CHM139H1 Final: Complete and Comprehensive 70-Page Final Exam Study Guide - Winter 2016

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Published on 11 Apr 2016
School
UTSG
Department
Chemistry
Course
CHM135H1
Professor
University of Toronto (St. George)
CHM139 - Chemistry: Physical Principles
Professor: Kristine Quinlan
Final Exam
Complete Exam Guide
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Topics Included:
1. Review of Fundamental Concepts
2. Quantum Mechanics
3. States of Matter: Solids
4. States of Matter: Liquids
5. States of Matter: Gases
6. Solutions
7. Introduction to Chemical Kinetics
8. Rate Law and Half-Life
9. Reaction Mechanisms
10. Effect of Temperature and Catalysts
11. Introduction to Chemical Equilibrium
12. Reaction Direction and Le Chatelier’s Principle
13. Practical Implications of Chemical Equilibria
14. Acids and Bases
15. Introduction to Thermodynamics, Work, Heat and Enthalpy
16. Heat Capacity, Calorimetry and Hess’s Law
17. Standard Enthalpies of Formation and Bond Dissociation Energies
18. Entropy and Spontaneity
19. Gibbs Free Energy and Chemical Equilibrium
20. Introduction to Electrochemistry, Redox Reactions and Galvanic Cells
21. Standard Cell Potential and Standard Reduction Potential
22. Free Energy, Equilibrium and Thermodynamics
23. Electrolysis
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Unit 1: Chapters 1-5
Part 1 Review of Fundamental Concepts
1.1 Measurements and Observations
Measurements contain number and scale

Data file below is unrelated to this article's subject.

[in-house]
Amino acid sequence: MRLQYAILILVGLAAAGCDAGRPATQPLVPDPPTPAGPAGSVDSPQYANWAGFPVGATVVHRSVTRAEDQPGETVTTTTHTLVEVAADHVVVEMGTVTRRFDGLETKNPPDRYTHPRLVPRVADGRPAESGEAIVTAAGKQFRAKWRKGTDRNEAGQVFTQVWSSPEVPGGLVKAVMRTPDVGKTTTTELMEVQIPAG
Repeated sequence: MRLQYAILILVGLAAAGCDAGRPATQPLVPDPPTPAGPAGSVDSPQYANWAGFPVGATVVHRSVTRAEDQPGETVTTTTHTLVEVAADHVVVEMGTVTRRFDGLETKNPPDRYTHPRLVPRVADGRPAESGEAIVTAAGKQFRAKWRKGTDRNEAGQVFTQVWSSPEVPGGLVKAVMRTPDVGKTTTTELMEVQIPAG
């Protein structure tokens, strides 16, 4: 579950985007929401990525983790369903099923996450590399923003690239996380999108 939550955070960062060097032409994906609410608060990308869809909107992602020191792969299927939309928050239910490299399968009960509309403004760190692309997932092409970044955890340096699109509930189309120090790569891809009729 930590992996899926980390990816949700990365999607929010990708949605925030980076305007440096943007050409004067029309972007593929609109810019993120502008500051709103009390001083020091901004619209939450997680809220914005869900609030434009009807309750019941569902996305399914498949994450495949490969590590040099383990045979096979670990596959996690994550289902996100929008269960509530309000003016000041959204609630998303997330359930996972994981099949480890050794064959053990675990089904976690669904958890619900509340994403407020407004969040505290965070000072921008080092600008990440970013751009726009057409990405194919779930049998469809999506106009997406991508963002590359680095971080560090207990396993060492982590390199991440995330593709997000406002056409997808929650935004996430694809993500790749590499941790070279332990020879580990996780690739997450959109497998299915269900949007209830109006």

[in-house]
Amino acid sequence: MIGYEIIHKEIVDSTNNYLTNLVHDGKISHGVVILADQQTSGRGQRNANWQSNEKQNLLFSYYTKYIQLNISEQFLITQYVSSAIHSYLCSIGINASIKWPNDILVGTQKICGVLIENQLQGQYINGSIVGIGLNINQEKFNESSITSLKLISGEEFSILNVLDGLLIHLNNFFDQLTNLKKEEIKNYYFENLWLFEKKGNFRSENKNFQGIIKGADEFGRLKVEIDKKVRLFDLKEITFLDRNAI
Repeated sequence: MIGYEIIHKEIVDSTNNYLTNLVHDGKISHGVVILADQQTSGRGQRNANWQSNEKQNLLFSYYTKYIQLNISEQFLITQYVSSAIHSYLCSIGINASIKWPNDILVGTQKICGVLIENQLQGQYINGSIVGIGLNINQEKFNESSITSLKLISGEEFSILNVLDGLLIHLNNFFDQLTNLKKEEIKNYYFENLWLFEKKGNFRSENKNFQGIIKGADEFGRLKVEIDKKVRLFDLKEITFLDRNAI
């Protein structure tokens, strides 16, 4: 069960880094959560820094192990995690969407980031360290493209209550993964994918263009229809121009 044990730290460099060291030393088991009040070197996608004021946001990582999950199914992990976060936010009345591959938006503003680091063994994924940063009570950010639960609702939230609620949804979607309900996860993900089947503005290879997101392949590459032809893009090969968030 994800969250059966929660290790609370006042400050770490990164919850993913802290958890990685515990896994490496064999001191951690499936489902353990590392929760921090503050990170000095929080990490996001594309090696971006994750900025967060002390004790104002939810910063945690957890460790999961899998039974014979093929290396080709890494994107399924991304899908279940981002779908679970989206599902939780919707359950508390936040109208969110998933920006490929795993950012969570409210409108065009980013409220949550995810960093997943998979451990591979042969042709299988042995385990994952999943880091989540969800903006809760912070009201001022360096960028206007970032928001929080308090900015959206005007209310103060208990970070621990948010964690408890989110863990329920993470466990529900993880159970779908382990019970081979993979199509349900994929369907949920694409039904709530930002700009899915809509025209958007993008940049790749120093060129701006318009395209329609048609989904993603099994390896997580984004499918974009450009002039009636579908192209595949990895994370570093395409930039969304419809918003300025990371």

Units are very important when plugging values into equations and formulas as you need to
make sure that you are using standard units
Accuracy and precision are two different concepts that you should not confuse with one another
Accuracy how close the measurement is to the true value
Precision how close repeated measurements are to each other
Keep in mind that all measurements are subject to error so use significant figures (sig figs)
because they reflect the precision of the measurement
oSignificant figures are the total number of digits in the measurement
Matter is anything that has both mass and volume
Mixtures are two or more substances mixed without chemically altering components and there
are two types:
oHeterogeneous mixture not uniform
oHomogeneous mixture same throughout
Important notes:
Units can be a hint to getting the right answer to a problem through dimensional
analysis (unit conversion) because if you get the right units for the answer, it shows
that you have plugged in the right values (however it does not mean that the answer
is correct!)
Measurement unit A × (x unit B ÷ y unit A)
conversion factor
Ex: At 20°C, the density of water is 0.9978g/ml. What volume will be occupied by
1.75kg of water at this temperature?
Solution: 1.75kg × (1000g ÷ 1kg) × (1mL ÷ 0.9978g/mL) = 1.75×103mL
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